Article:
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Pointing a finger to his temple, Stan Wawrinka has reminded us that all battles are won in the head


Wawrinka's positive mental approach is the principal architect of his remarkable transformation.

Stan Wawrinka pointing finger
Stan Wawrinka was on point in the US Open

Every battle is won and lost in the head. Despite the brutal physicality of a sport, it all comes down to one tiny fact that can prove to the biggest difference-maker in any duel – which of the two combatants is mentally strong enough to survive the bout.

Time and again, we have seen an athlete building up a huge lead only to give it up in the end. Tennis is no exception.

Serena Williams is possibly the biggest example of how much crucial a role mental fortitude plays. She has won countless battles simply riding on her sheer willpower and an unflinching determination to taste success even when she has looked physically uncomfortable on the court.

On the opposite end of the spectrum is the newly-crowned US Open men’s singles champion Stan Wawrinka. Possessing the weapons to dismantle any active rival, it had mostly been his dodgy mental approach that has let him down so many times.

Long known for living in the shadows of his more illustrious compatriot Roger Federer, the Swiss had been labelled as one of the mediocre guys on the Tour. Like plenty of his other peers, the Lausanne-born player used to be considered a dangerous floater in any draw who can cause a few upsets but cannot go all the way.

2013: When his incredible renaissance well and truly began

In stepped the magician coach Magnus Norman, a former French Open runner-up. The dynamics between a coach and his ward are of prime importance in laying the foundation for success. It was not just having more bite on his forehand or a more rigorous fitness regimen that brought about a change in Stan’s results.

For a player to fulfill his potential under the tutelage of his mentor, he has to completely surrender himself. Unquestioned faith and a mutual trust are the biggest requisites for any relationship to flourish. A coach should encourage his protégé to expose his vulnerabilities to him so that he can clear all his doubts and send him to the court, fully focussed with clarity in his vision.

Norman was all that and much more. He embedded in Stan the level of comfort so that he can turn to him for every bit of advice to produce his very best on the court. The Swede was able to evoke the Wawrinka that we had never seen before – one who believes in himself no matter how invincible the opponent across the net can be.

That one flip of a switch inside the Swiss’ mind made an astonishing transformation. With an unprecedented match temperament, he first started pushing the established stars in 2013 only to announce his arrival on the grandest stage of the sport by clinching the Australian Open title in 2014.

Yet, Wawrinka continued to remain an enigma and an unsolved puzzle to many

For all his astounding performances and amazing career revival, they were many shocking defeats in between that were hard to fathom and even explain. Consider his very first Slam match after winning his first Major. At the 2014 French Open, when he came into the claycourt Major after winning the Monte Carlo Masters, expectations were naturally higher from the Swiss.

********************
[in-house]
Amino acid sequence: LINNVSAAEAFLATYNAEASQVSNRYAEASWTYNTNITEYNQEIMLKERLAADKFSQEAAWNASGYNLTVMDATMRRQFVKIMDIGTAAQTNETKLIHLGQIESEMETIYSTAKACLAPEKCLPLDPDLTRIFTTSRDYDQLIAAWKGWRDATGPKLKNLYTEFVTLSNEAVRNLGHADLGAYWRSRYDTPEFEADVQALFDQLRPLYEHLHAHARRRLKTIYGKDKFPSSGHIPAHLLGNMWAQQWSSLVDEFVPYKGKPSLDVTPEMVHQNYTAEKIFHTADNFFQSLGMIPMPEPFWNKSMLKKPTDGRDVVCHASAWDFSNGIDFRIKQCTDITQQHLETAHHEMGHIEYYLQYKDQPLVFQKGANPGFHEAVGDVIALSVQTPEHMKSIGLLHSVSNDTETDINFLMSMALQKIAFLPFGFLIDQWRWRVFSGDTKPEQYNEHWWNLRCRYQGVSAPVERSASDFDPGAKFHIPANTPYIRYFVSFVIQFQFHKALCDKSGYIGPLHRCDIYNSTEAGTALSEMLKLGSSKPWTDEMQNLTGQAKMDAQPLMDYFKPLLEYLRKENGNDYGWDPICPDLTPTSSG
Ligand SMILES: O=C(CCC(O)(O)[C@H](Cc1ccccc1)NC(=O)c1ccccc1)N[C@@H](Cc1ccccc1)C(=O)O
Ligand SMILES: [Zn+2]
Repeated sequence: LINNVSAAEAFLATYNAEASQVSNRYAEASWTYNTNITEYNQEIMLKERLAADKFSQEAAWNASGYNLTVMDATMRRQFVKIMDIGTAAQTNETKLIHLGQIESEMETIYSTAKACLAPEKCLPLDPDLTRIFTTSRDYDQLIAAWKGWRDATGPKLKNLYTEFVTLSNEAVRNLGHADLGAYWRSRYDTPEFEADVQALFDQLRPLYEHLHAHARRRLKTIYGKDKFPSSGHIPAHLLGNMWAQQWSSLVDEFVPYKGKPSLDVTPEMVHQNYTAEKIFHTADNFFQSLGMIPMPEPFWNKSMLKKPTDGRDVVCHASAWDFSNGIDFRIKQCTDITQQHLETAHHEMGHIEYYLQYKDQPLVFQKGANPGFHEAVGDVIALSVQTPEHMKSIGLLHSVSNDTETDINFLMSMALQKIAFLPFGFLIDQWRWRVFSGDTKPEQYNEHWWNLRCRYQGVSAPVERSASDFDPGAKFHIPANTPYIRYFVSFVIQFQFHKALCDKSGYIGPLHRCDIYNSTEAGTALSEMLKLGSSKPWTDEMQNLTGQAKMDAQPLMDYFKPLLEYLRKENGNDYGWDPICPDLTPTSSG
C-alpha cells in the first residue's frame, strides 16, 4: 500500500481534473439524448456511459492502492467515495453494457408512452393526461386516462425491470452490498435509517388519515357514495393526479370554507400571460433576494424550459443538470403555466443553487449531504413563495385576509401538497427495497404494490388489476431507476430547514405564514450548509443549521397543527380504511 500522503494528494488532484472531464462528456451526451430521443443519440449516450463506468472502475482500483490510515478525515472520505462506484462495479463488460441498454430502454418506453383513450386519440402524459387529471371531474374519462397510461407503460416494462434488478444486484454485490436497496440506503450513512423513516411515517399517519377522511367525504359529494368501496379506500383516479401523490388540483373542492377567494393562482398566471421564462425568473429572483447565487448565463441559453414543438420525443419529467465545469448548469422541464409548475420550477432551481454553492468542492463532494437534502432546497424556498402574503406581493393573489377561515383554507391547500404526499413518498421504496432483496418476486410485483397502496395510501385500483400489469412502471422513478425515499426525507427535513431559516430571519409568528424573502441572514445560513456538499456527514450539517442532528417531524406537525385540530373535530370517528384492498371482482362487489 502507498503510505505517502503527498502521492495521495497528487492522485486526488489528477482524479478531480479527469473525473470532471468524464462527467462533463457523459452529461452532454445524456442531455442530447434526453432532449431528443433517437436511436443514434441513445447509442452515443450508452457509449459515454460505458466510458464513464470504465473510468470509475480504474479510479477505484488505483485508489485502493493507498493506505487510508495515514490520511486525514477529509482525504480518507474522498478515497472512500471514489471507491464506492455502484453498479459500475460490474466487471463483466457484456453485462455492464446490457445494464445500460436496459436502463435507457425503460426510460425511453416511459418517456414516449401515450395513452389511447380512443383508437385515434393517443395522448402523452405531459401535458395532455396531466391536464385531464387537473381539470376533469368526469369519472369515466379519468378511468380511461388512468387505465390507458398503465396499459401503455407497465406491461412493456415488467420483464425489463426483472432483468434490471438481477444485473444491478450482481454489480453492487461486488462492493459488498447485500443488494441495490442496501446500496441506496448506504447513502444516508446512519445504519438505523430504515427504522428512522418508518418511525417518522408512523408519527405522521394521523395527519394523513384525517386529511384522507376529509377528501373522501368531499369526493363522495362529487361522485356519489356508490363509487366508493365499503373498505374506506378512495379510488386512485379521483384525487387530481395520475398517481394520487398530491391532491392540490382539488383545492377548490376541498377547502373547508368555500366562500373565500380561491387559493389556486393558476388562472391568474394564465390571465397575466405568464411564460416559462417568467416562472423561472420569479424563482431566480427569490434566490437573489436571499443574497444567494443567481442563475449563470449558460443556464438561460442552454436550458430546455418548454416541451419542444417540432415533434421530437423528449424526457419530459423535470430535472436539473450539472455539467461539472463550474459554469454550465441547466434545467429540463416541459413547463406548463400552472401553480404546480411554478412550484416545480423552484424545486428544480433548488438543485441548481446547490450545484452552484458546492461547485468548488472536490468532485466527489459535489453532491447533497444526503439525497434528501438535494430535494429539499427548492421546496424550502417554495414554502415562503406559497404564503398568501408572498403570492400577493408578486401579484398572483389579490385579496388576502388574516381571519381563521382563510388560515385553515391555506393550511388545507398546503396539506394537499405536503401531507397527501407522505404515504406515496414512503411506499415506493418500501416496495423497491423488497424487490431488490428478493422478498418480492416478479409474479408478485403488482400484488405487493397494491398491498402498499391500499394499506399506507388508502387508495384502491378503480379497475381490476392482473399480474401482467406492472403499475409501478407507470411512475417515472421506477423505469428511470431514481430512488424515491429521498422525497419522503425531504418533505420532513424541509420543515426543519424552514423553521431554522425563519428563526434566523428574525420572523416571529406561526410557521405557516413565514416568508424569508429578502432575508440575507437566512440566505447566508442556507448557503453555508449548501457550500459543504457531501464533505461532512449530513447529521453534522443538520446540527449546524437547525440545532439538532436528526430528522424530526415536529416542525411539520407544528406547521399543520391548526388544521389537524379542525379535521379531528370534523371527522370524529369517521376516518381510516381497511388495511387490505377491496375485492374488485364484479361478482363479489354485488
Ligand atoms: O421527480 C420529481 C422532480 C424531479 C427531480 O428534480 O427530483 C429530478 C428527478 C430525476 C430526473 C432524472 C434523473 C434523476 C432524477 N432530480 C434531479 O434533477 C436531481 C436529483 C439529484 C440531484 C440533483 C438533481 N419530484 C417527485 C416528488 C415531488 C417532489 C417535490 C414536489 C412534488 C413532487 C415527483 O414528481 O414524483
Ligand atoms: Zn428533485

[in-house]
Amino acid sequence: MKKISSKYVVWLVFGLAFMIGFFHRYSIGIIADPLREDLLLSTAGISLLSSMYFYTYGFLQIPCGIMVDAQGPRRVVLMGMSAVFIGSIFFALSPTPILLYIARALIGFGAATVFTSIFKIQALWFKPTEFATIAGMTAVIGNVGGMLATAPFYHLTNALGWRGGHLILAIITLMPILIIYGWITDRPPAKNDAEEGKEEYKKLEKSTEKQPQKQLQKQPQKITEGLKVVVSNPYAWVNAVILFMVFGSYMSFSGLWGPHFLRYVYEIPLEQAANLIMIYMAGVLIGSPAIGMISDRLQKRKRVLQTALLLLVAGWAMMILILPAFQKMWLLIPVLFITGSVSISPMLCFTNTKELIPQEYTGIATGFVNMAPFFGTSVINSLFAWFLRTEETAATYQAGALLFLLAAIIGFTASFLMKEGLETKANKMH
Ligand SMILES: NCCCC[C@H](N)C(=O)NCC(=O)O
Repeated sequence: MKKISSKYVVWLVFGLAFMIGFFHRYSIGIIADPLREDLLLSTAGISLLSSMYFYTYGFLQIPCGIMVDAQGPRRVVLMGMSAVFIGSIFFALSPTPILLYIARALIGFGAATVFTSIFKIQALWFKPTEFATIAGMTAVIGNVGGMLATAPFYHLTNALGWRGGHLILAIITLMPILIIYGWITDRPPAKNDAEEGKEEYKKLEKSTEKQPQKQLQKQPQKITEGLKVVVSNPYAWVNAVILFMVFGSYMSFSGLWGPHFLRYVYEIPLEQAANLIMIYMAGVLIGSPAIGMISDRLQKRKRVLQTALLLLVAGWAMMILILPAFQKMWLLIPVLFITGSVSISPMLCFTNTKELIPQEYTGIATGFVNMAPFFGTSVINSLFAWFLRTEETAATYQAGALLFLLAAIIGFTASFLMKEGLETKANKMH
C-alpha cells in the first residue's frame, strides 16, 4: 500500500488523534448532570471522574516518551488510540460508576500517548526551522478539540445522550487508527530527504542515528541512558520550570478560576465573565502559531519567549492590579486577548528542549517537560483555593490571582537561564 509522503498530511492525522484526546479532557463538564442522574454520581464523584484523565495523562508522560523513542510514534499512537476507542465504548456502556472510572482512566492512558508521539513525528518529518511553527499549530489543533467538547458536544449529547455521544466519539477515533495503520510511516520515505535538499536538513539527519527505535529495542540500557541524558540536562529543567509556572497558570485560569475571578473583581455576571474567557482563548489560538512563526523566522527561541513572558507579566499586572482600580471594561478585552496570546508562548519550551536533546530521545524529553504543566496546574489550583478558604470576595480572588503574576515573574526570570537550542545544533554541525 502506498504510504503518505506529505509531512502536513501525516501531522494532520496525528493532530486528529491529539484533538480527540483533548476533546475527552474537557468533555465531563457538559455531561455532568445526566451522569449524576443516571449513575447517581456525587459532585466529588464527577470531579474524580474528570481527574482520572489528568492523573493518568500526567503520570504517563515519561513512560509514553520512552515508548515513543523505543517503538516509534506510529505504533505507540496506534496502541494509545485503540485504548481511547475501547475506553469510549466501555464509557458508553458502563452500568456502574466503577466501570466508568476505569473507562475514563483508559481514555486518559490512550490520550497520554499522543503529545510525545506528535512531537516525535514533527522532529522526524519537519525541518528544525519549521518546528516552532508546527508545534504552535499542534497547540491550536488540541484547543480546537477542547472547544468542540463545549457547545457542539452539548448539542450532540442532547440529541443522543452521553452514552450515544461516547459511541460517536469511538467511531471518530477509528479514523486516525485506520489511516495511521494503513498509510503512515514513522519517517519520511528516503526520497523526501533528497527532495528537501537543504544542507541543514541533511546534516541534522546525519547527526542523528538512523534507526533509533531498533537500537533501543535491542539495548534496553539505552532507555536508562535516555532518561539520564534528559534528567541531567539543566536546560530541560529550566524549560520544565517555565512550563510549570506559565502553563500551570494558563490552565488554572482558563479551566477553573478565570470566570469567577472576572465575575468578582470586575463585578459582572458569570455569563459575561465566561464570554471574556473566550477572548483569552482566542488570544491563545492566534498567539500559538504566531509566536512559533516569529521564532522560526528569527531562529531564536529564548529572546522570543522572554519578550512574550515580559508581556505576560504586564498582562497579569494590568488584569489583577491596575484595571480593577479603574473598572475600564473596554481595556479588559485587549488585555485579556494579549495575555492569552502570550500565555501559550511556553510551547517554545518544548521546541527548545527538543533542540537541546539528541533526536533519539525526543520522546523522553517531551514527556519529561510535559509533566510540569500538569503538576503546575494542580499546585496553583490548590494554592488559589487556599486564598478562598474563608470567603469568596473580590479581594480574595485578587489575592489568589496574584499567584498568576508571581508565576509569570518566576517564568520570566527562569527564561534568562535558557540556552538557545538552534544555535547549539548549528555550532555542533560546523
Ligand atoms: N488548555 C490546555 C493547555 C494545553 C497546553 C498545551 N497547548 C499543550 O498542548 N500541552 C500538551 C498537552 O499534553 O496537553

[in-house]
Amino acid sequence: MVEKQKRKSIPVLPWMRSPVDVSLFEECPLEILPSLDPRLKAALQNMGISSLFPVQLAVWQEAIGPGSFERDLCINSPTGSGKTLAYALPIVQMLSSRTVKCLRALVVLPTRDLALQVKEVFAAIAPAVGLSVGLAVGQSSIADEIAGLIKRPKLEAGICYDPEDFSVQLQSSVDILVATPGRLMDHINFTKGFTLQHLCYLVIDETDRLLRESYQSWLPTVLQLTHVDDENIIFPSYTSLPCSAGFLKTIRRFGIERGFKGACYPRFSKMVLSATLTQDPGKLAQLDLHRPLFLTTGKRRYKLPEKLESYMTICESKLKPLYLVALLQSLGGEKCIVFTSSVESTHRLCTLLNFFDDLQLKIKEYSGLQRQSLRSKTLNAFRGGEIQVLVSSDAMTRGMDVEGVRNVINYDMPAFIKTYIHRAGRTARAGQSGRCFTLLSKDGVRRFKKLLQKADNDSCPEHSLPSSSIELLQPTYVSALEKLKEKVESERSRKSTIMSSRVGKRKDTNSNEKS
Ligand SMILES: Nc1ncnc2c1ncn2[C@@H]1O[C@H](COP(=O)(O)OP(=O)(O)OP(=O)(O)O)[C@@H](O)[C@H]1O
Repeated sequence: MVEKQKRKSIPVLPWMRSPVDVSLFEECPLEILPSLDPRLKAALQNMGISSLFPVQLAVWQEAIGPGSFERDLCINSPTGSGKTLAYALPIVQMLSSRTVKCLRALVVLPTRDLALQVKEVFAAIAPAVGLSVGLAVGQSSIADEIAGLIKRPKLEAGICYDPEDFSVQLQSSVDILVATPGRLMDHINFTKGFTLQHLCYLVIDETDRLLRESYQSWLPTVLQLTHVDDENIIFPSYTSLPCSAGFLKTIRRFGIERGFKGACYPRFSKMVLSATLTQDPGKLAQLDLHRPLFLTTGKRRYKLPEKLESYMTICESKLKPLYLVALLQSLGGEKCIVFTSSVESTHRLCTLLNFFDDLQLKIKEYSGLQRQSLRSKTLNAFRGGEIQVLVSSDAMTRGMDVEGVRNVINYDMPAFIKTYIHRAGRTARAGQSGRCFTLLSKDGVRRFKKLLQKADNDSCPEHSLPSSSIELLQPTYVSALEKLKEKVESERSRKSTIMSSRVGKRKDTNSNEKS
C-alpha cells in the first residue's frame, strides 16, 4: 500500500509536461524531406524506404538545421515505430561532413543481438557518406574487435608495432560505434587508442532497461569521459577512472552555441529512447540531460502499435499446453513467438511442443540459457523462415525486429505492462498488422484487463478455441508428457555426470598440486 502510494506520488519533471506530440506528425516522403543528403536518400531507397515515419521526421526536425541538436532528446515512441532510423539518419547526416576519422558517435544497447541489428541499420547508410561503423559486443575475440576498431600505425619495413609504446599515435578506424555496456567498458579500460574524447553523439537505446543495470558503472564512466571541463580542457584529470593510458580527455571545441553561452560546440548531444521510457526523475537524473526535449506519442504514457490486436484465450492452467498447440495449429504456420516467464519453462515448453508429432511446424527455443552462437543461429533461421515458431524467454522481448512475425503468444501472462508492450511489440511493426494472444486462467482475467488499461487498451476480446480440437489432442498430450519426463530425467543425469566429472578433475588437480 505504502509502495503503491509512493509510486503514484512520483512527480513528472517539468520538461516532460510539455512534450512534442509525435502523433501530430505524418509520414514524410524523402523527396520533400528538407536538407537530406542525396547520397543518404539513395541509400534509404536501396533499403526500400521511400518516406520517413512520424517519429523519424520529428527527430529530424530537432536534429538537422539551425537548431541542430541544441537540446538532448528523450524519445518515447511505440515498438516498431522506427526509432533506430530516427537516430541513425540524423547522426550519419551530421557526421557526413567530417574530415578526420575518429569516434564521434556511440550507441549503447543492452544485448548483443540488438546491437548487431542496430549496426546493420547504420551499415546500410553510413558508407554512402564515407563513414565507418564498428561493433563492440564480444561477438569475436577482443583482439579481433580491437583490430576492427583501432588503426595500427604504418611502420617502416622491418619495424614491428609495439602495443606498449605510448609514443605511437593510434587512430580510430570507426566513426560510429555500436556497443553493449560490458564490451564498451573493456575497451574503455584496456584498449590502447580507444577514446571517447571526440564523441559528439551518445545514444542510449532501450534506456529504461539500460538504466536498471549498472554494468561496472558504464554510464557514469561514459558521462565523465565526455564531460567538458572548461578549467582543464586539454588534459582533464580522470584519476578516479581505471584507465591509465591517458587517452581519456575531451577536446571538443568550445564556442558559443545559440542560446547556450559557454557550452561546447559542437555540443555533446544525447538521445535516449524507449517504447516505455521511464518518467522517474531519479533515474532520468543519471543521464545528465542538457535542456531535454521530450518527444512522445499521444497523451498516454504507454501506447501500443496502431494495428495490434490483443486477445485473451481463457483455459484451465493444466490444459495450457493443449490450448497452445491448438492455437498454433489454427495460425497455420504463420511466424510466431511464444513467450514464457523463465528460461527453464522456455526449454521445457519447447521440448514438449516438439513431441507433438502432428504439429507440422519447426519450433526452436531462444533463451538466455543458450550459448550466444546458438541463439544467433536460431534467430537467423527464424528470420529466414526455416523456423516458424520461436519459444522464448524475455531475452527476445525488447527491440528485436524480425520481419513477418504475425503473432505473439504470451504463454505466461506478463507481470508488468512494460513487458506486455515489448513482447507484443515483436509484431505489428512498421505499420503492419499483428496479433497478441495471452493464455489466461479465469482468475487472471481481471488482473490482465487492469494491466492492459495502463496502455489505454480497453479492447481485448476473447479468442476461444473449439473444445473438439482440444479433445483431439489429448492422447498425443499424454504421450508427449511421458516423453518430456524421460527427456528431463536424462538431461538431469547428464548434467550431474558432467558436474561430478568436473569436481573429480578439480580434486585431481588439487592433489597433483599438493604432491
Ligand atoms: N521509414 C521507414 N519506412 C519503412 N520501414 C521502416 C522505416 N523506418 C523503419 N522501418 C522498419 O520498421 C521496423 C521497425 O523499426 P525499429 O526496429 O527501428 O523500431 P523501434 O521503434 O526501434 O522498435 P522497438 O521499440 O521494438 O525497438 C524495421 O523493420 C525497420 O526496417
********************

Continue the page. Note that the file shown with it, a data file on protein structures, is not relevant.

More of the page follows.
But Wawrinka then ranked third, made a quiet exit in the first round, losing to World No. 41 Guillermo Garcia-Lopez.

For once, he made it easy for his detractors to call his win over a back injury-hampered Rafael Nadal at the Australian Open final a fluke and shoo him away as just a one-Slam wonder. But Wawrinka works in his own mysterious ways that might be impossible for others to grasp.

He pushed back that bitter memory of his Roland Garros heartbreak only to return the very next year to grab the title. In a stupendous display of power and a big heart, Wawrinka denied the hot favourite Novak Djokovic the title, extending the Serb’s wait for a much-coveted Career Slam for another year.

Also read: US Open diary: Stan Wawrinka brings out his crazy animal side again, and aren't we all a privileged lot

Unlike the preceding year, the 30-year-old did not win a single clay title in the run-up to the French Open in 2015. But he managed to keep his mind in the right place for a fortnight to be able to absolutely stun the world.

It had not been easy, though. When he realized the gravity of the situation before playing his maiden final in Paris, Wawrinka admittedly had been a bundle of nerves. 15 minutes before entering the court, stage fright gripped him. It was then all down to his ever-dependable guide Norman to soothe him.

A precious pep talk brought about a calming effect and awakened the champion in him. Even though he would later go on to concede the first set against Djokovic, Norman’s words had done its magic. The Swiss found the inner warrior in him as he did not lose a single more set afterwards.

His unpredictability is what makes him even more fascinating to watch. Because he has the ability to make a mockery of all pre-tournament predictions, Stan is perhaps the most intriguing player currently on the ATP Tour, especially in Slams.

Even his coach pointed out after his French Open triumph that this is what makes him very interesting.

“He’s a very interesting player to watch, because you never know what to expect. This week we saw the greatness of Stan, but next week it could be something else.”

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